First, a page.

THE ESKIMO NEBULA
Among the most wonderfully intricate of planetary nebulae, NGC 2392 in Gemini, famously nicknamed "the Eskimo"
because of the outer "parka" that seems to surround a face, is also
among the brightest. The obvious, near-tenth magnitude (10.5)
central star quite stands out about 2.5 degrees to the east-
southeast of Delta Geminorum, and is
visible in even a small telescope. Curtis's drawing on the left,
a composite of several photos, bears a remarkable visual
resemblance to the spectacular Hubble view on the right (the latter
slightly tilted to the right from north). NGC 2392 is also the
champion of the double-shell nebulae (another fine example of which
is NGC 7662), wherein the inner shell
seems to have been compressed from the surrounding matter by a hot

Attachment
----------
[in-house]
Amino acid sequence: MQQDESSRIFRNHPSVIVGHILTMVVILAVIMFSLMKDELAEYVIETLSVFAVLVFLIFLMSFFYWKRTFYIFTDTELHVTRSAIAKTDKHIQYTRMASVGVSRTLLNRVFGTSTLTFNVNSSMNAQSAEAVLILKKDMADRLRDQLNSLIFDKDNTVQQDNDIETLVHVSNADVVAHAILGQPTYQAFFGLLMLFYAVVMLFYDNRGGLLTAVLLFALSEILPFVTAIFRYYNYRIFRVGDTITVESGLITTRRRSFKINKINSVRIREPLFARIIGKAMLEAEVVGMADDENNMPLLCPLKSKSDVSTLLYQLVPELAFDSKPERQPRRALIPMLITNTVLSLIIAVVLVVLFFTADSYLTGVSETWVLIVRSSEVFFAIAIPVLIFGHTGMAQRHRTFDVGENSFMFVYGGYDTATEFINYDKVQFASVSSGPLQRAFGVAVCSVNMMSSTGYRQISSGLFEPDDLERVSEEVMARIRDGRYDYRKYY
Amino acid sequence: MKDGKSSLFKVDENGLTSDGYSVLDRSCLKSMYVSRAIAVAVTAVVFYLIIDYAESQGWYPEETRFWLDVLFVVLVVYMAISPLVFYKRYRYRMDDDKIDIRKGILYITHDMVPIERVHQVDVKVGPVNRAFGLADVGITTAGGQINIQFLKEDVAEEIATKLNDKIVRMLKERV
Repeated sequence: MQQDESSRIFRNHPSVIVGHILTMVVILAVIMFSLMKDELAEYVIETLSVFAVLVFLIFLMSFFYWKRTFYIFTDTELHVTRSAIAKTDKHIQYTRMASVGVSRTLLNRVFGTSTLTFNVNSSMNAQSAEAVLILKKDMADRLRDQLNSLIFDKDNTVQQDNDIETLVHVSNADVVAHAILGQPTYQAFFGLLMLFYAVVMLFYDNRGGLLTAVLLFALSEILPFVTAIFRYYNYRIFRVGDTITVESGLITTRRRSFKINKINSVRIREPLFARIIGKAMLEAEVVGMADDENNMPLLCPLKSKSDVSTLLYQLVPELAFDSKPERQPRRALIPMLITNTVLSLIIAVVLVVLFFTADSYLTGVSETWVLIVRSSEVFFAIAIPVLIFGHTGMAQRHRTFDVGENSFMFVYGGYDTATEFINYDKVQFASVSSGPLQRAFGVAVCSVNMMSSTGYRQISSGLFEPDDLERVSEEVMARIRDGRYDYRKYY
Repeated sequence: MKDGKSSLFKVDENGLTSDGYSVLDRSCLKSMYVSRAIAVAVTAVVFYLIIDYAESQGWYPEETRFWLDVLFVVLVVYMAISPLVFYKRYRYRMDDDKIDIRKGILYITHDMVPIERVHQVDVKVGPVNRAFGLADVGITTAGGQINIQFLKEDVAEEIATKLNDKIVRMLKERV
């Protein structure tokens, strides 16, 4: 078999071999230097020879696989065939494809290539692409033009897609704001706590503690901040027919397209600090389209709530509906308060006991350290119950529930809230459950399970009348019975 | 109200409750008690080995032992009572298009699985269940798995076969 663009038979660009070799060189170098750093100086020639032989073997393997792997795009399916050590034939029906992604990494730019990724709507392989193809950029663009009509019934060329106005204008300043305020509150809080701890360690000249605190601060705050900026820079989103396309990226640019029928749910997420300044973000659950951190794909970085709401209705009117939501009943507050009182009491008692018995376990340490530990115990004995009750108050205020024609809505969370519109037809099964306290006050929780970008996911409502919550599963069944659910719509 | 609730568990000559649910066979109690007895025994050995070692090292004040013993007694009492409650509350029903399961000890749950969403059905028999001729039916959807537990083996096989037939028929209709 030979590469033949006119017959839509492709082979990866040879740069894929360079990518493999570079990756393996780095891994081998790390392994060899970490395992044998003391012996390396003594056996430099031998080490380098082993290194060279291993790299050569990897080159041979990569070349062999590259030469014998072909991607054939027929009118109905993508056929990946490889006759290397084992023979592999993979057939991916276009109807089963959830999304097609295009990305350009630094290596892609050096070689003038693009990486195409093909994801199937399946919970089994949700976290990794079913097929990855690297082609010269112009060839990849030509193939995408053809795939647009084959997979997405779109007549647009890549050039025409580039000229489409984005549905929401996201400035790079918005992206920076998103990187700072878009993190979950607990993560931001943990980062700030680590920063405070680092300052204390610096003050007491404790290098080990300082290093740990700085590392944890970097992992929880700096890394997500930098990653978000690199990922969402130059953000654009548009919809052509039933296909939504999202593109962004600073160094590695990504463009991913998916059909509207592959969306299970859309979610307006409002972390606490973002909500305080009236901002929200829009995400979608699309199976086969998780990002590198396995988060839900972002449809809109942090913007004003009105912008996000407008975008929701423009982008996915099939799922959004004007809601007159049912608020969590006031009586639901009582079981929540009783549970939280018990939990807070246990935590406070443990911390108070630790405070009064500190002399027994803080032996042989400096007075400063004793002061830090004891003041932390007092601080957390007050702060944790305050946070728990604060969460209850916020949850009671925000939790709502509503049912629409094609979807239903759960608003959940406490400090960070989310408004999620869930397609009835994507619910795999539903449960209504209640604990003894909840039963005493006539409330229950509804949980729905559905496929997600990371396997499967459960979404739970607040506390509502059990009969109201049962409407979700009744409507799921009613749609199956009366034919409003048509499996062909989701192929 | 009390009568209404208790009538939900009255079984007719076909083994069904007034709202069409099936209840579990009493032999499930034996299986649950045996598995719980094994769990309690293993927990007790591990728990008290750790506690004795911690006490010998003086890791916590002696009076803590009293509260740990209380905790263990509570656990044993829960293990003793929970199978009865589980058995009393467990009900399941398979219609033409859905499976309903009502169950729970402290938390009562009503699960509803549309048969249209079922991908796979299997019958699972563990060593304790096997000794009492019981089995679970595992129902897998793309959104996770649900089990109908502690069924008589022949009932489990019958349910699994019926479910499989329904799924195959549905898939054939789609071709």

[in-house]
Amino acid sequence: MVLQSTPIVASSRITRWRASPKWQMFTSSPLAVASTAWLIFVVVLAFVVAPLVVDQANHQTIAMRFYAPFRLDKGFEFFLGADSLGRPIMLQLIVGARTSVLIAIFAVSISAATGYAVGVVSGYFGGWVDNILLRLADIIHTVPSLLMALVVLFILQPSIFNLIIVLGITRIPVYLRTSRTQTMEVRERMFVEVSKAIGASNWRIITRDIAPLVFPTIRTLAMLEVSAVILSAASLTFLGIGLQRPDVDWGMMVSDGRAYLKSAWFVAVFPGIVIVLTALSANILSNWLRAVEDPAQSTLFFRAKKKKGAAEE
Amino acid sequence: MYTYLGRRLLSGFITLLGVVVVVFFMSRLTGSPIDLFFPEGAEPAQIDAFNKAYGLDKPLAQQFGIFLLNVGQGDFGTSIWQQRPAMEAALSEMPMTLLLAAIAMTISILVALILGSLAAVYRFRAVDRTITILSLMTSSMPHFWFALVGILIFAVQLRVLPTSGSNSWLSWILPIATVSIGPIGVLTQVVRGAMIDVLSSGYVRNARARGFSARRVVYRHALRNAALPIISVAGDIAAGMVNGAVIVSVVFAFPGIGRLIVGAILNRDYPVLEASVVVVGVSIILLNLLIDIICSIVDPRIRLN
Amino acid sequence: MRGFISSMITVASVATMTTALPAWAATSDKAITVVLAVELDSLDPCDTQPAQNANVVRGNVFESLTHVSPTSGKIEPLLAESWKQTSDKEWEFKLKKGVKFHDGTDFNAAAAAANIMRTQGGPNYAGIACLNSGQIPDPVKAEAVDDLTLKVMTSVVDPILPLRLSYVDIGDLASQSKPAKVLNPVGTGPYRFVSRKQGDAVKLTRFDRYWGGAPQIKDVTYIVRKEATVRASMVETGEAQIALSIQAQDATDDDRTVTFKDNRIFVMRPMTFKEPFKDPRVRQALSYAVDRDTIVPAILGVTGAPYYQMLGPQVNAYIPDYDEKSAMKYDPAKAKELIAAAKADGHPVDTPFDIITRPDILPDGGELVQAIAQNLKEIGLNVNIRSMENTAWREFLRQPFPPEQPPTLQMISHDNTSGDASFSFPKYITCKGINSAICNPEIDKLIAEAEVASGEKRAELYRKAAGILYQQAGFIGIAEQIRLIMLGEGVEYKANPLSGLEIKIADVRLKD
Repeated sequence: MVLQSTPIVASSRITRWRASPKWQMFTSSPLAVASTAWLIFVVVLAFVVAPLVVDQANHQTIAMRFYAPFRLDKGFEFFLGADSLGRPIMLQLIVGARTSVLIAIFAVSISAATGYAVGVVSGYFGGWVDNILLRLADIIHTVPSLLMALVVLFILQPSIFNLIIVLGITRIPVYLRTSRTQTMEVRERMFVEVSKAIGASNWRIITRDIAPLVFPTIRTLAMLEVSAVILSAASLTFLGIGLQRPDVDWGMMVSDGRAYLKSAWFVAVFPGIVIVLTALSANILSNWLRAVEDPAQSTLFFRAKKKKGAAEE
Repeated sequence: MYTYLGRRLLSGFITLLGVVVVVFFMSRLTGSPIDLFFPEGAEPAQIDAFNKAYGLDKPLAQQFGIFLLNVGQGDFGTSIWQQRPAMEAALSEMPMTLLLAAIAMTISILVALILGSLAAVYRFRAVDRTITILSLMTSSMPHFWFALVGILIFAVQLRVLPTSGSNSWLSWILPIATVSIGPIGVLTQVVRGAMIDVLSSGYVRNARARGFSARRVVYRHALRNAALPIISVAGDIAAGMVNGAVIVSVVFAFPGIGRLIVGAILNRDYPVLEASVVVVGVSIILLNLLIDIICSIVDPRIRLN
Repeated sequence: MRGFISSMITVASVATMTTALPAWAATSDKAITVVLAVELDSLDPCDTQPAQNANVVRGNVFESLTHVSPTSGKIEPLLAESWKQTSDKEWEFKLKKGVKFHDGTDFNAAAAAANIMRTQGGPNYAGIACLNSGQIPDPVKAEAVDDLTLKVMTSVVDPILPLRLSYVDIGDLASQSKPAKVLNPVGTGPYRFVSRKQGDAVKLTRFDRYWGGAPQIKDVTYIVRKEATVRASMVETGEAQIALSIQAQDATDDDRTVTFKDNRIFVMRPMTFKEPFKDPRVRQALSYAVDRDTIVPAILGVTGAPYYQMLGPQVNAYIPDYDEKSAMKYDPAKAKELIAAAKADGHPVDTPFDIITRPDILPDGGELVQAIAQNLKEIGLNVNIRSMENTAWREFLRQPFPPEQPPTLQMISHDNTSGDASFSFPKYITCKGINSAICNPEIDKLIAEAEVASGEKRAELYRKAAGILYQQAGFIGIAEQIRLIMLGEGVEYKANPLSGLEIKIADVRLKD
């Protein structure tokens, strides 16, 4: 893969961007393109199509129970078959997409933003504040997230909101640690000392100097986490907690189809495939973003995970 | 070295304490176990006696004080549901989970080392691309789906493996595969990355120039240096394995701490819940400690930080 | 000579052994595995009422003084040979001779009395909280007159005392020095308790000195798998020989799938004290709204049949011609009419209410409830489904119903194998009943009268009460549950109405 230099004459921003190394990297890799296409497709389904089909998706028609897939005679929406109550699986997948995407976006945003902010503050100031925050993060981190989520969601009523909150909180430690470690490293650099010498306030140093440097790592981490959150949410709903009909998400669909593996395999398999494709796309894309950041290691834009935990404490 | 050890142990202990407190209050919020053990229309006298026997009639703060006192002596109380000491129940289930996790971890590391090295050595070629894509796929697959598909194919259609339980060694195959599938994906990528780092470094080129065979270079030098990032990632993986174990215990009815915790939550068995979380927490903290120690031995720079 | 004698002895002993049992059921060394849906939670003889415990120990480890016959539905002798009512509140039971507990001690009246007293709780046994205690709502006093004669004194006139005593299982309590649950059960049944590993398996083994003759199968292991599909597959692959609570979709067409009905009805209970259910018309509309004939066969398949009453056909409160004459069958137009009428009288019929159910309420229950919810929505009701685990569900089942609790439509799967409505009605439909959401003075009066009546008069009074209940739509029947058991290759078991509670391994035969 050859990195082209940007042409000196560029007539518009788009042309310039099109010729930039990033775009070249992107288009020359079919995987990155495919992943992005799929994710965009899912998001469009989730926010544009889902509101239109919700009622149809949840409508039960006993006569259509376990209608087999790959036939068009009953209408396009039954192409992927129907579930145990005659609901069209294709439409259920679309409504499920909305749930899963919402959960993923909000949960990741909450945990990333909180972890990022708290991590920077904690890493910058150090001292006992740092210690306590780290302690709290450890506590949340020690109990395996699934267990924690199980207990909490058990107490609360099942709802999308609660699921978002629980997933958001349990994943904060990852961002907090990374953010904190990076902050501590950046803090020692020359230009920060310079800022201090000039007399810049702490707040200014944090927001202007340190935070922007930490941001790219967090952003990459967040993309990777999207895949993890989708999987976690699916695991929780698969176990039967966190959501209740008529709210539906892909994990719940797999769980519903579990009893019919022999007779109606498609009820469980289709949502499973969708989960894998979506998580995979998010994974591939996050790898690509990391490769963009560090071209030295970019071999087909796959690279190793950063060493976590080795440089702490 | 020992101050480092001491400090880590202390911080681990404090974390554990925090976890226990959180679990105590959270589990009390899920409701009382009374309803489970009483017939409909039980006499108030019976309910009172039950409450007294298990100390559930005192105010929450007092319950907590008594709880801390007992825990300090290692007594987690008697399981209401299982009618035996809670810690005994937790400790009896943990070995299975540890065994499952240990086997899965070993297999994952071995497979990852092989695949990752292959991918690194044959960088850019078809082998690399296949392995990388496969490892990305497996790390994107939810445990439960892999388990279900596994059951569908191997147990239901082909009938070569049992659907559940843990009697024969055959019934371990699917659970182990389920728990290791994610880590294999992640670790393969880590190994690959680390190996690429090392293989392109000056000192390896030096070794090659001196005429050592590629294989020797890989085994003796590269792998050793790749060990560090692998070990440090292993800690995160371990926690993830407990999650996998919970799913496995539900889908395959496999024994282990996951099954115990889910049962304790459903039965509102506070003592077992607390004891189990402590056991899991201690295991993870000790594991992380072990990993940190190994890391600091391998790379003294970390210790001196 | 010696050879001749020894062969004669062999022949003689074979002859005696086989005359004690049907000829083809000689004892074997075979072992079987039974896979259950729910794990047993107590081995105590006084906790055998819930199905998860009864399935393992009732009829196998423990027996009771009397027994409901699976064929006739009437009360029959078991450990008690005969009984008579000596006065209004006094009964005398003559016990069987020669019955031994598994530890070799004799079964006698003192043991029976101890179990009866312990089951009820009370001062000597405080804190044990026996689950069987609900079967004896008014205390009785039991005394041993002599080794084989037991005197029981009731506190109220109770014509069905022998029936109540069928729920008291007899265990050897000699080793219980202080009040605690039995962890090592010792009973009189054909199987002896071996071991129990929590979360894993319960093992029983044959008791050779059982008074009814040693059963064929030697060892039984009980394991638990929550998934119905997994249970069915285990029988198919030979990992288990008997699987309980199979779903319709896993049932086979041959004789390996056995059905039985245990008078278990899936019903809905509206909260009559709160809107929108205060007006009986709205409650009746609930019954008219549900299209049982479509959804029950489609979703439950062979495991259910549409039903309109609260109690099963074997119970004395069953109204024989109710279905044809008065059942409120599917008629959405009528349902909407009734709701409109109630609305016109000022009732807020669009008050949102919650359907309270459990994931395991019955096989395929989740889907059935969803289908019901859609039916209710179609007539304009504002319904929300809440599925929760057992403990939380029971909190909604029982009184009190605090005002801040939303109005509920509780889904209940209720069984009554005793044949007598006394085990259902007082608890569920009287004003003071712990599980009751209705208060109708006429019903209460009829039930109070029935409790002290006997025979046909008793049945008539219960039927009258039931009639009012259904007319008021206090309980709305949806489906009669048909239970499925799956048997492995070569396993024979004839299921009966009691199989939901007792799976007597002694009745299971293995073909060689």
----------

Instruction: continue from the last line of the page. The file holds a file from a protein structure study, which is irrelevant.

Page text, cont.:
wind, and the outer shell shows the "comet-like" structures so
easily seen in the Helix (NGC 7293). With a little imagination,
the inner ring rather jumps out as a three-dimensional sphere.
The distance, not really known, seems to fall between 2000 and 4000
light years. The inner shell is about 16 seconds of arc across,
the outer about double that. If at 3000 light years distance, the
inner regions is then about a quarter of a light year wide. The
inner portion has an unusually high expansion velocity of 53
kilometers per second, more than double the usual value.
At 65,000 Kelvin, the central star is only (for planetary nebulae)
modestly hot, while the luminosity is in the thousands of Suns.
Left: Image by H. D. Curtis from Publications of the Lick
Observatory, Volume 13, Part III, 1918. Right: NASA, Andrew
Fruchter and the ERO Team [Sylvia Baggett (STScI, Richard Hook (ST-
ECF), Zoltan Levay (STScI)].